But there are marketing situations where you need to hold back. It's naive to think that there's only one way to release software in the modern world. There are risks inherent in releasing early, as you have to be careful to set expectations carefully with your audience, and you simply may not have the ability or inclination to do so. It may be easier to stick with more traditional release cycles.

I still believe strongly in early releases, even if they are password protected. They reduce project risk and stress. We know there are no hidden problems with releasing to production, since we've been doing it since day one. And it also helps keep developers out of the hot-seat, since we always have something up and running. Demos and PR moments aren't as stressful as they are just a regular part of the process.

So from a software development standpoint I recommend it. From a marketing standpoint... well this is SO and we shouldn't get into that here. :->

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Yes, in fact agile methodology which is so widely accepted these days suggests that you release in fully functional and well tested parts. Obviously your first iteration should include the essential features that make your service work. You can then add features in another iteration.

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Start it as a Beta. Here is a list of the top 100 beta websites. Invite only can be a good way to restrict the number of users who can use it.

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The real question here is, how do you know that it's fully functional already?

When StackOverflow was released in public beta there were a bunch of features that weren't here yet. If I recall correctly comment upvotes (if not comments altogether), indication of duplicate question on closing for "exact duplicate", Recent Activity, and a bunch of other stuff were not available at the time.

The only way that some of these functionality came about was because the public asked for it.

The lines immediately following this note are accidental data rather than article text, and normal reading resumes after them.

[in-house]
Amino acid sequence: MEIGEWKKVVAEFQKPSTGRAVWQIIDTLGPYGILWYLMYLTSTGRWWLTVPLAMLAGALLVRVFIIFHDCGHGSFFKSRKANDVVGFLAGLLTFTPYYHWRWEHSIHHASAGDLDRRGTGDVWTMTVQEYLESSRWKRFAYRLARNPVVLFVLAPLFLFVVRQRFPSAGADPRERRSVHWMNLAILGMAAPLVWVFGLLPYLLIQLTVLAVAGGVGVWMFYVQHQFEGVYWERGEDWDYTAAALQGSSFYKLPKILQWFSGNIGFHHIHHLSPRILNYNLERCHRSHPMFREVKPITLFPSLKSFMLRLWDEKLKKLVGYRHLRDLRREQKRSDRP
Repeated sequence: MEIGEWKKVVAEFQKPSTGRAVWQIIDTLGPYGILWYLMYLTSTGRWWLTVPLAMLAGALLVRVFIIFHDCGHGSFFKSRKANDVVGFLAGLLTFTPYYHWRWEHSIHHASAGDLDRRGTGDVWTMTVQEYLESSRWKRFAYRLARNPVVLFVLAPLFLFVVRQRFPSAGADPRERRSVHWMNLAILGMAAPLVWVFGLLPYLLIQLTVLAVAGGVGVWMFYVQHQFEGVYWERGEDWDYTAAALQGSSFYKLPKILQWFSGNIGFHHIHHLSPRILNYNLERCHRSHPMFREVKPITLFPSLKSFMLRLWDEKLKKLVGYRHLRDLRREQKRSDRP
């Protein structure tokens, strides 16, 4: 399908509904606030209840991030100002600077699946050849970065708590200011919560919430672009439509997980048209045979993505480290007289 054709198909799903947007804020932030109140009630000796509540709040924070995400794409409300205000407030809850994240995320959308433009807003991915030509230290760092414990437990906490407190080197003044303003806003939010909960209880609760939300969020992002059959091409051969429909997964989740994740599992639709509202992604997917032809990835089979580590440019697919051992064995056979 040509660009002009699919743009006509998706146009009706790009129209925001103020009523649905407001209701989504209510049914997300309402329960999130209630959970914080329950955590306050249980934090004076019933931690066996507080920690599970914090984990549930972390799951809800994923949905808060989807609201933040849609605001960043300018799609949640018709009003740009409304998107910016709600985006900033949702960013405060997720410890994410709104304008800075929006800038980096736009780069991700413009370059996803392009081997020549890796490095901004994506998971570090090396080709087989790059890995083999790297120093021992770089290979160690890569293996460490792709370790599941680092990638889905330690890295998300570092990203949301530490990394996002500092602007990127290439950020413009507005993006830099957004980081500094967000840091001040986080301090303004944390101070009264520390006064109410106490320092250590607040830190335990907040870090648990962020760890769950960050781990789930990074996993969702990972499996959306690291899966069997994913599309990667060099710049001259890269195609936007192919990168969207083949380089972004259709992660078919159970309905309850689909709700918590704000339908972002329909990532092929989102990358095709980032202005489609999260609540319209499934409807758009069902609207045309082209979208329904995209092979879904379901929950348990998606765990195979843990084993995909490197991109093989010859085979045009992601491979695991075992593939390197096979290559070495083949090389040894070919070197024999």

Until you come out with a public site, it's nothing but vaporware, and you wouldn't know how the take up would be. Releasing it in public beta would allow you to get valuable feedback piecemeal, and build word-of-mouth promotion.

It's also a lot safer. Remember Cuil? They were hyped to be some sort of Google killer and released their site live, fully functional, in a single day. Their servers crashed catastrophically -- not because their search software sucked (it might have been better after all) but because their infrastructure couldn't handle it.

Public betas on the other hand allow for slower, more gradual take-up until you have a better idea how your site performs (CPU/memory/bandwidth wise) and will allow you to respond accordingly.

So by all means, release that site (make sure that it's clearly marked beta) and start mining for that valuable user feedback that you need to make your site awesome.

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No Software is ever fully-functional.

Use cases evolve as users come along and find new and interesting uses for your product.

You'd be far better off designing the site to be easy to update and with minimal downtime during update then trying to guess who your users will be and how they will use it.